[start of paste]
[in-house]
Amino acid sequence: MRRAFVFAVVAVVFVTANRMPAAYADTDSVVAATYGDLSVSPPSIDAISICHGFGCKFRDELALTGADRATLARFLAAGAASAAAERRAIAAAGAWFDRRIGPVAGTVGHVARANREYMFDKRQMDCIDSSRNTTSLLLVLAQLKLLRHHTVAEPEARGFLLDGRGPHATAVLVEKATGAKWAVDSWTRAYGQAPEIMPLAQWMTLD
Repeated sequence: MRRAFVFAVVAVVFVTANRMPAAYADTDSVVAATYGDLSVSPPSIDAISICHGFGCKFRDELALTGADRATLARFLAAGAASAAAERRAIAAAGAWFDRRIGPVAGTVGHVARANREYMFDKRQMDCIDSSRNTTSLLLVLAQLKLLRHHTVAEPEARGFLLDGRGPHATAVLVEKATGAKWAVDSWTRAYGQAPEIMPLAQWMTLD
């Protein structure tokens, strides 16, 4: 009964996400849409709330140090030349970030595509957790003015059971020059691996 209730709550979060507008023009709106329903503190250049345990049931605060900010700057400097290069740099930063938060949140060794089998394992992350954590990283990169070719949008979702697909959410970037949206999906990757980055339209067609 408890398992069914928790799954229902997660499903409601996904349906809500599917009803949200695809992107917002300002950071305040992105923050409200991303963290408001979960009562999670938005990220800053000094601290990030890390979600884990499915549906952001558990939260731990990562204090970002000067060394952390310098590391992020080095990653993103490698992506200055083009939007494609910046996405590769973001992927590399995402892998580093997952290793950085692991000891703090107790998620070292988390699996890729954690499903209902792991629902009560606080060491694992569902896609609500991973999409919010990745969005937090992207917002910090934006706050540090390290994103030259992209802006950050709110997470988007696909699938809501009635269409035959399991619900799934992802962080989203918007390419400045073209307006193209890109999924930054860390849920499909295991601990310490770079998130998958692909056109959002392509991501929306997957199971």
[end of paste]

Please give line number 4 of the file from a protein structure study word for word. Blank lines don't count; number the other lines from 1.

């Protein structure tokens, strides 16, 4: 009964996400849409709330140090030349970030595509957790003015059971020059691996 209730709550979060507008023009709106329903503190250049345990049931605060900010700057400097290069740099930063938060949140060794089998394992992350954590990283990169070719949008979702697909959410970037949206999906990757980055339209067609 408890398992069914928790799954229902997660499903409601996904349906809500599917009803949200695809992107917002300002950071305040992105923050409200991303963290408001979960009562999670938005990220800053000094601290990030890390979600884990499915549906952001558990939260731990990562204090970002000067060394952390310098590391992020080095990653993103490698992506200055083009939007494609910046996405590769973001992927590399995402892998580093997952290793950085692991000891703090107790998620070292988390699996890729954690499903209902792991629902009560606080060491694992569902896609609500991973999409919010990745969005937090992207917002910090934006706050540090390290994103030259992209802006950050709110997470988007696909699938809501009635269409035959399991619900799934992802962080989203918007390419400045073209307006193209890109999924930054860390849920499909295991601990310490770079998130998958692909056109959002392509991501929306997957199971």